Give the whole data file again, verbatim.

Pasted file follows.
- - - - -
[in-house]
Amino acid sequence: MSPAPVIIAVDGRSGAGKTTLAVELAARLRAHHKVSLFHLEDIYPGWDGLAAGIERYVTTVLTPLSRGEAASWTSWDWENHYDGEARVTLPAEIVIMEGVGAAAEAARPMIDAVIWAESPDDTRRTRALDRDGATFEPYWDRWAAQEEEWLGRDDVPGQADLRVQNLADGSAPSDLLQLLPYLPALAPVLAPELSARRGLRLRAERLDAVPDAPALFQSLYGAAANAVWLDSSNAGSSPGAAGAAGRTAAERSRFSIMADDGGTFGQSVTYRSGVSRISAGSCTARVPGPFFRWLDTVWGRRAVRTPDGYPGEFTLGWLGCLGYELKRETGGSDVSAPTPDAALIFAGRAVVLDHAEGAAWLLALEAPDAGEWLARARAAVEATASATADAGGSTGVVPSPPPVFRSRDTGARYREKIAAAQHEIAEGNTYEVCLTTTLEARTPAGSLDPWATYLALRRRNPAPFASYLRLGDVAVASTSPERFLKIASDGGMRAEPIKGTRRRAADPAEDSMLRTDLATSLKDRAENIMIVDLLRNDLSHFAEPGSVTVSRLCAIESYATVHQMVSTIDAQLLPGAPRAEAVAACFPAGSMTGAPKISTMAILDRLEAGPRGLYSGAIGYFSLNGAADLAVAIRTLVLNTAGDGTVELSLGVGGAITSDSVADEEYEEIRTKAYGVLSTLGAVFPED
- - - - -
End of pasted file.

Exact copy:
[in-house]
Amino acid sequence: MSPAPVIIAVDGRSGAGKTTLAVELAARLRAHHKVSLFHLEDIYPGWDGLAAGIERYVTTVLTPLSRGEAASWTSWDWENHYDGEARVTLPAEIVIMEGVGAAAEAARPMIDAVIWAESPDDTRRTRALDRDGATFEPYWDRWAAQEEEWLGRDDVPGQADLRVQNLADGSAPSDLLQLLPYLPALAPVLAPELSARRGLRLRAERLDAVPDAPALFQSLYGAAANAVWLDSSNAGSSPGAAGAAGRTAAERSRFSIMADDGGTFGQSVTYRSGVSRISAGSCTARVPGPFFRWLDTVWGRRAVRTPDGYPGEFTLGWLGCLGYELKRETGGSDVSAPTPDAALIFAGRAVVLDHAEGAAWLLALEAPDAGEWLARARAAVEATASATADAGGSTGVVPSPPPVFRSRDTGARYREKIAAAQHEIAEGNTYEVCLTTTLEARTPAGSLDPWATYLALRRRNPAPFASYLRLGDVAVASTSPERFLKIASDGGMRAEPIKGTRRRAADPAEDSMLRTDLATSLKDRAENIMIVDLLRNDLSHFAEPGSVTVSRLCAIESYATVHQMVSTIDAQLLPGAPRAEAVAACFPAGSMTGAPKISTMAILDRLEAGPRGLYSGAIGYFSLNGAADLAVAIRTLVLNTAGDGTVELSLGVGGAITSDSVADEEYEEIRTKAYGVLSTLGAVFPED